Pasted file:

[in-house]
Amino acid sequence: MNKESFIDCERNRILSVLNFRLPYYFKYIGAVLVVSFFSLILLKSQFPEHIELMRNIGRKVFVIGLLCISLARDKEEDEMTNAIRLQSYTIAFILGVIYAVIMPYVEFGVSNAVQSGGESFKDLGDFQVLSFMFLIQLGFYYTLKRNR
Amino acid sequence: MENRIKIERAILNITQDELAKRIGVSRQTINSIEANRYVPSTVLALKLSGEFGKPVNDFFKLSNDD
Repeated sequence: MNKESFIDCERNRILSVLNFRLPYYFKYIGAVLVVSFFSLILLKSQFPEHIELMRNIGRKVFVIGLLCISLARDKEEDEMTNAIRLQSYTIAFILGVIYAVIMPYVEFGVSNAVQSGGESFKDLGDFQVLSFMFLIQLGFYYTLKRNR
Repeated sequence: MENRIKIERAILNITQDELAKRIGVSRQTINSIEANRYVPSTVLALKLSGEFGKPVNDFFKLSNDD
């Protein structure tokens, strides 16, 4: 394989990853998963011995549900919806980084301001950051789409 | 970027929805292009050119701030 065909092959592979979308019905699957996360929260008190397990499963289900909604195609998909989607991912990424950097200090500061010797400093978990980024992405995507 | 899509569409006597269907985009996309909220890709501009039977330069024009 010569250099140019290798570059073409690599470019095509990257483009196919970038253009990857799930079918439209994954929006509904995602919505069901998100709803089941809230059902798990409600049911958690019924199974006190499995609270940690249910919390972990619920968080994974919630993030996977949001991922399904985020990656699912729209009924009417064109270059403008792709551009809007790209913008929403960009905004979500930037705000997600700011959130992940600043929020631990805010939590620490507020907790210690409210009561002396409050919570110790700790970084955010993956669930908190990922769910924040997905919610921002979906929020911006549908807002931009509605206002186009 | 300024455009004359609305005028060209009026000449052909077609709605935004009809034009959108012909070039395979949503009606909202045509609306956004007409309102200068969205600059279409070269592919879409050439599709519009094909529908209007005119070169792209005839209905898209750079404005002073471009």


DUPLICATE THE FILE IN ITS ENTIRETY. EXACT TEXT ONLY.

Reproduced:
[in-house]
Amino acid sequence: MNKESFIDCERNRILSVLNFRLPYYFKYIGAVLVVSFFSLILLKSQFPEHIELMRNIGRKVFVIGLLCISLARDKEEDEMTNAIRLQSYTIAFILGVIYAVIMPYVEFGVSNAVQSGGESFKDLGDFQVLSFMFLIQLGFYYTLKRNR
Amino acid sequence: MENRIKIERAILNITQDELAKRIGVSRQTINSIEANRYVPSTVLALKLSGEFGKPVNDFFKLSNDD
Repeated sequence: MNKESFIDCERNRILSVLNFRLPYYFKYIGAVLVVSFFSLILLKSQFPEHIELMRNIGRKVFVIGLLCISLARDKEEDEMTNAIRLQSYTIAFILGVIYAVIMPYVEFGVSNAVQSGGESFKDLGDFQVLSFMFLIQLGFYYTLKRNR
Repeated sequence: MENRIKIERAILNITQDELAKRIGVSRQTINSIEANRYVPSTVLALKLSGEFGKPVNDFFKLSNDD
């Protein structure tokens, strides 16, 4: 394989990853998963011995549900919806980084301001950051789409 | 970027929805292009050119701030 065909092959592979979308019905699957996360929260008190397990499963289900909604195609998909989607991912990424950097200090500061010797400093978990980024992405995507 | 899509569409006597269907985009996309909220890709501009039977330069024009 010569250099140019290798570059073409690599470019095509990257483009196919970038253009990857799930079918439209994954929006509904995602919505069901998100709803089941809230059902798990409600049911958690019924199974006190499995609270940690249910919390972990619920968080994974919630993030996977949001991922399904985020990656699912729209009924009417064109270059403008792709551009809007790209913008929403960009905004979500930037705000997600700011959130992940600043929020631990805010939590620490507020907790210690409210009561002396409050919570110790700790970084955010993956669930908190990922769910924040997905919610921002979906929020911006549908807002931009509605206002186009 | 300024455009004359609305005028060209009026000449052909077609709605935004009809034009959108012909070039395979949503009606909202045509609306956004007409309102200068969205600059279409070269592919879409050439599709519009094909529908209007005119070169792209005839209905898209750079404005002073471009």